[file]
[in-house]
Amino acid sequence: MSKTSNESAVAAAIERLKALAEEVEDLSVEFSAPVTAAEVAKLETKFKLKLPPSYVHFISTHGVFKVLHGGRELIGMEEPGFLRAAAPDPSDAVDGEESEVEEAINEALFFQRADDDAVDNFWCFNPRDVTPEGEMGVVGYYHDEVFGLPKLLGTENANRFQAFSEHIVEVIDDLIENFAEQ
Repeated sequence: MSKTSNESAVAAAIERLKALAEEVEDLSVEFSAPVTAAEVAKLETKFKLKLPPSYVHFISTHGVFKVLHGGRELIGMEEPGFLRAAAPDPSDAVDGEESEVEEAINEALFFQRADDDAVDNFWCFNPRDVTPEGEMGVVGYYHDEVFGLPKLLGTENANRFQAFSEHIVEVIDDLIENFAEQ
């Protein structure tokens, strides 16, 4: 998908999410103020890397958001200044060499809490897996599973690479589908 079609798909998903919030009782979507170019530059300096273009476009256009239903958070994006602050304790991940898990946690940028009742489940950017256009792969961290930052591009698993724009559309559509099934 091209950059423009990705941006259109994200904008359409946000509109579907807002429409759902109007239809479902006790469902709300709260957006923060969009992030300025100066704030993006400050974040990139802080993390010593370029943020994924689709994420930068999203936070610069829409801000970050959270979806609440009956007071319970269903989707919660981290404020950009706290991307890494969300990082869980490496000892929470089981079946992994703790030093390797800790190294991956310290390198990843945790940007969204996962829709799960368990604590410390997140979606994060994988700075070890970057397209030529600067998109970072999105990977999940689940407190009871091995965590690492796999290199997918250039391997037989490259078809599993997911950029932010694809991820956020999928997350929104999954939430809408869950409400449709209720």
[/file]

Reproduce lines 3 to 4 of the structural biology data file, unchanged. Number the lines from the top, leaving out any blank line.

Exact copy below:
Repeated sequence: MSKTSNESAVAAAIERLKALAEEVEDLSVEFSAPVTAAEVAKLETKFKLKLPPSYVHFISTHGVFKVLHGGRELIGMEEPGFLRAAAPDPSDAVDGEESEVEEAINEALFFQRADDDAVDNFWCFNPRDVTPEGEMGVVGYYHDEVFGLPKLLGTENANRFQAFSEHIVEVIDDLIENFAEQ
């Protein structure tokens, strides 16, 4: 998908999410103020890397958001200044060499809490897996599973690479589908 079609798909998903919030009782979507170019530059300096273009476009256009239903958070994006602050304790991940898990946690940028009742489940950017256009792969961290930052591009698993724009559309559509099934 091209950059423009990705941006259109994200904008359409946000509109579907807002429409759902109007239809479902006790469902709300709260957006923060969009992030300025100066704030993006400050974040990139802080993390010593370029943020994924689709994420930068999203936070610069829409801000970050959270979806609440009956007071319970269903989707919660981290404020950009706290991307890494969300990082869980490496000892929470089981079946992994703790030093390797800790190294991956310290390198990843945790940007969204996962829709799960368990604590410390997140979606994060994988700075070890970057397209030529600067998109970072999105990977999940689940407190009871091995965590690492796999290199997918250039391997037989490259078809599993997911950029932010694809991820956020999928997350929104999954939430809408869950409400449709209720």